Well, because the detail shifts long before the general picture changes. British politicians may be profoundly unpopular and have little to show in their defence. But enough has been changing to keep us soberly attentive to what they do.
Most obviously, the Major administration no longer looks dead in the water. The gambles on Maastricht and Northern Ireland were the most dramatic signs of life, but not the only ones. Knocking the Budget has now become as fashionable as praising it was when Kenneth Clarke sat down. But in the circumstances, it had to be tough. And the crucial question was whether the Chancellor could reconcile tax rises and spending cuts in such a way as to keep the Tory party looking even half-serious in Parliament. He seems to have done so.
Mr Major himself has changed, compared with a year ago. He has closed his mind to the cacophony of advice and admonition that came close to destroying his self-confidence. He has narrowed his concentration, listens less, snaps more. He is less nice, but more focused. Accounts of Downing Street seminars (recently, for instance, on toughening up the Citizen's Charter for rail and education) and ministerial arguments tell a consistent story about Mr Major's disciplined and thick-skinned behaviour.
Really, he had no choice, other than to leave. His press critics, having scented blood, were closing in for the kill. That collection of quivering jellies known as Conservative backbenchers were useless as supporters, too: the advice from Thatcherite right-wingers and leftish Tory liberals was so inconsistent, yet infuriatingly insistent, as to paralyse anyone who took it too seriously (which Mr Major once did). A prime minister who had listened carefully to the views of the party on Northern Ireland would have done absolutely nothing - and would have paid a price.
Nor has this been a period when there was any hard outside evidence to measure success or failure. With no important elections, many of the other indicators are mere wraiths, flickering nothings in the night. The opinion polls are dreadful, of course. They tell us that this grumpy, attractively hard-to-please island race is unhappy with its politicians, as are so many other peoples in these days of recession and post- Communist uncertainty. But they say nothing about how we will vote in an election. We have short memories. And, anyway, lots of us lie.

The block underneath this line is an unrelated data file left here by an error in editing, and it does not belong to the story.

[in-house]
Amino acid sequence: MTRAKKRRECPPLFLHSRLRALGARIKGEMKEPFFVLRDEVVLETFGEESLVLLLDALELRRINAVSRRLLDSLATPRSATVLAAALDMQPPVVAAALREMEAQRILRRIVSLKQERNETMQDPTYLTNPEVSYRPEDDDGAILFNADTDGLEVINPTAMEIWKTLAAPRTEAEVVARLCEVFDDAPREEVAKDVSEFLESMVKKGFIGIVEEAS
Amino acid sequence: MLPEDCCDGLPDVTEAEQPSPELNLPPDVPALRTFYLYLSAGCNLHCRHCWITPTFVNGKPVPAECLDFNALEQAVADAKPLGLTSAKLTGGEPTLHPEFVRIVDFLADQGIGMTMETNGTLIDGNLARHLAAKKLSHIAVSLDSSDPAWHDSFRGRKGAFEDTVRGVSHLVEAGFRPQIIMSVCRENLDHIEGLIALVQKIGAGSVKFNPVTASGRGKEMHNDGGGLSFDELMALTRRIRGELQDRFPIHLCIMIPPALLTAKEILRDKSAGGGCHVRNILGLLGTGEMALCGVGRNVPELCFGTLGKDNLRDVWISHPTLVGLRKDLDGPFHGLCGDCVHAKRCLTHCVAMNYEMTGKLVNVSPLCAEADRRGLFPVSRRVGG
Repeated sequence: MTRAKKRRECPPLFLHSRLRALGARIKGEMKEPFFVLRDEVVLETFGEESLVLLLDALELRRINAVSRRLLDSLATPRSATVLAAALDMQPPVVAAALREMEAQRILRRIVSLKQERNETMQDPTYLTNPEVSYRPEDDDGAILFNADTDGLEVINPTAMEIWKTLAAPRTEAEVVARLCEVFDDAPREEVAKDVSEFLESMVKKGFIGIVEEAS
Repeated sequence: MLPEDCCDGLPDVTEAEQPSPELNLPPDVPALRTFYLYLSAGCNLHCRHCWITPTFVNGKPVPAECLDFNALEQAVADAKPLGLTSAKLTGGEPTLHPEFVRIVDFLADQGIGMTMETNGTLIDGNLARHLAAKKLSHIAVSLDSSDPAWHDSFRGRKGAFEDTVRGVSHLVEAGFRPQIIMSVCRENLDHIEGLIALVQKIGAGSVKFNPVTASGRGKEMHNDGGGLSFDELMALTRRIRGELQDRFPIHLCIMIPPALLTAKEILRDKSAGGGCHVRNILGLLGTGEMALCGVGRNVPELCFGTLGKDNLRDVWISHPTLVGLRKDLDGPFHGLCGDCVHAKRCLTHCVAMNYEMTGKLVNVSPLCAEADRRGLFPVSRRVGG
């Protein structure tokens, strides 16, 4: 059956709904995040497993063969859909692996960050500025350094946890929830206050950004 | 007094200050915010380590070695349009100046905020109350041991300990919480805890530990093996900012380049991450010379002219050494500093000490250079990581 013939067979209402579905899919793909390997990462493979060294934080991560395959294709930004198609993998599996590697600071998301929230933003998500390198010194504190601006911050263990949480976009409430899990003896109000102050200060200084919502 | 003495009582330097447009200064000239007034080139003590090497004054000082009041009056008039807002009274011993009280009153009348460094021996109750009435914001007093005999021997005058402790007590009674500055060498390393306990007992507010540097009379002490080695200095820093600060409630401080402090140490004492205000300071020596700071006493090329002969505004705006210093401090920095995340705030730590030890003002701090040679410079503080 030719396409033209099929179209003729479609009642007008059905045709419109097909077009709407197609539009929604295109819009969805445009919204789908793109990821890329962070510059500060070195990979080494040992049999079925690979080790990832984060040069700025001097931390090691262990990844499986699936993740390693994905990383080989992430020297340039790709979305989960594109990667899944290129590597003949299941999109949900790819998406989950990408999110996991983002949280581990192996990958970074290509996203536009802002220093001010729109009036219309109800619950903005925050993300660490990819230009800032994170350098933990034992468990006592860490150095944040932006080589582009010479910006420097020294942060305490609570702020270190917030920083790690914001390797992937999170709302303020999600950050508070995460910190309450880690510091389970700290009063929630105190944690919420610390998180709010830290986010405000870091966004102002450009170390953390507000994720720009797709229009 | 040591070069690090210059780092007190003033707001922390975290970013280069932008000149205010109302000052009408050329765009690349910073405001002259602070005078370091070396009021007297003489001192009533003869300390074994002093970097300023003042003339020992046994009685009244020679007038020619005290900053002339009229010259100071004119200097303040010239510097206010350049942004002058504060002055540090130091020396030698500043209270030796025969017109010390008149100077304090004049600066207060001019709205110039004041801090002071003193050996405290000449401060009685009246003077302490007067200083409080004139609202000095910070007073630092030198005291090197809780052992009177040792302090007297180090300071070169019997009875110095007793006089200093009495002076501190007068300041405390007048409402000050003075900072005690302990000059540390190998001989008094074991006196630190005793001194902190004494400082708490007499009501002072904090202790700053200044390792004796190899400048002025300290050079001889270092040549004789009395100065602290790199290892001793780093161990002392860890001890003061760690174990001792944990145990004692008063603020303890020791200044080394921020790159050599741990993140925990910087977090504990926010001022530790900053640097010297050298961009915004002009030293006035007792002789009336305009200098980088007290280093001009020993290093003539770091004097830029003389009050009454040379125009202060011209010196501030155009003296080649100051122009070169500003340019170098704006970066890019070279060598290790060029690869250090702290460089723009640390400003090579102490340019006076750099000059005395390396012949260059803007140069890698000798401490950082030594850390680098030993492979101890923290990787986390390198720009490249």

Other unreliable indicators include most of the economic ones. In particular, any current statistics about Britain's performance comparative to other European countries should be treated with asbestos gloves and tongs: we entered the recessionary cycle very early and ought to be out first, too. Nor do we know very much about our balance of trade with the rest of Europe.
So with few stars to steer by and a gabbling, quarrelsome crew, the Prime Minister really had no choice but to trust his instincts. And he has clearly been worrying about how to reposition his party and leadership to exploit changes in the national mood. With no elections this year, such repositioning, however undramatic, has been at the core of political thought.
And generally, the Tories are good at it. For all that they bang on about their enduring values and the faithlessness of Labour, the Conservatives are really the Chameleon Party. They have been remarkably successful at adapting their message, often radically, to the mood of the hour. This is the secret of their success as the party of government. So they were quasi-Socialists after the war, and decolonisers through the Fifties. They were corporatists in the Sixties and early Seventies.
We all talk glibly enough about Thatcherism, but Margaret Thatcher, like ancient Egypt, needs to be divided into periods. Early-period Thatcherism was about patriotic austerity and painful reform; late- period Thatcherism was quite different - boom and swagger. And when anti-Thatcherism became truly popular . . . why then the Tories promptly became the anti- Thatcher party.